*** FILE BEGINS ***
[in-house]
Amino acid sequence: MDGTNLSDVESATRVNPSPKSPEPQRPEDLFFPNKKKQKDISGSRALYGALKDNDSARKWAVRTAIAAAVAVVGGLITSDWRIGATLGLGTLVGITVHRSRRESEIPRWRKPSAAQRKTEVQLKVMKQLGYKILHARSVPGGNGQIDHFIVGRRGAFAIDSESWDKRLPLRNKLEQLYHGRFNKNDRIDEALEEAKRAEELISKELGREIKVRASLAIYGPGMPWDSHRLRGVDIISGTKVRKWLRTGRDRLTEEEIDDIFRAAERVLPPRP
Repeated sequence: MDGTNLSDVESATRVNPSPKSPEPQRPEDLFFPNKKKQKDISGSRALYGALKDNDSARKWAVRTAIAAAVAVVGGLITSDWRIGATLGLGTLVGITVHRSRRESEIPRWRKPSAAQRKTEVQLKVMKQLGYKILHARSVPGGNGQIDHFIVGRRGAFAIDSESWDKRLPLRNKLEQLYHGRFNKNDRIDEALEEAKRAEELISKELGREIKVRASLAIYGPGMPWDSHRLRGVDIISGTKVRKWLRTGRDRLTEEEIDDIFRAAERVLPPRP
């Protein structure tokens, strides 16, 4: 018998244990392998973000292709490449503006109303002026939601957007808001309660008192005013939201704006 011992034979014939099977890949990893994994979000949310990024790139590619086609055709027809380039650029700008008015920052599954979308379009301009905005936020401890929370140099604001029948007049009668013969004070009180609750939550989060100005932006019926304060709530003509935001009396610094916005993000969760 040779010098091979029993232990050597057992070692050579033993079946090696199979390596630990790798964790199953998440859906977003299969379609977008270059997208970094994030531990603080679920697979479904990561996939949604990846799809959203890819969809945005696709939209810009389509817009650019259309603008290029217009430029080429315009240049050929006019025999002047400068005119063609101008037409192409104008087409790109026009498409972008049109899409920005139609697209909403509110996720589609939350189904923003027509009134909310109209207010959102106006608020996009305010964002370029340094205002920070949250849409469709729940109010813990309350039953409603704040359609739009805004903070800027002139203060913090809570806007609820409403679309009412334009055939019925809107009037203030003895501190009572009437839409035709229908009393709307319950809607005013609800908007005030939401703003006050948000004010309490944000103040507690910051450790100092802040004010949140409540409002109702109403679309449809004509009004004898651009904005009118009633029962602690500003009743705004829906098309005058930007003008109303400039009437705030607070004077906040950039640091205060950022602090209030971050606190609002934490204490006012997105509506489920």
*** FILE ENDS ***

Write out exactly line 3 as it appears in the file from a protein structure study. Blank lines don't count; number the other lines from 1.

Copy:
Repeated sequence: MDGTNLSDVESATRVNPSPKSPEPQRPEDLFFPNKKKQKDISGSRALYGALKDNDSARKWAVRTAIAAAVAVVGGLITSDWRIGATLGLGTLVGITVHRSRRESEIPRWRKPSAAQRKTEVQLKVMKQLGYKILHARSVPGGNGQIDHFIVGRRGAFAIDSESWDKRLPLRNKLEQLYHGRFNKNDRIDEALEEAKRAEELISKELGREIKVRASLAIYGPGMPWDSHRLRGVDIISGTKVRKWLRTGRDRLTEEEIDDIFRAAERVLPPRP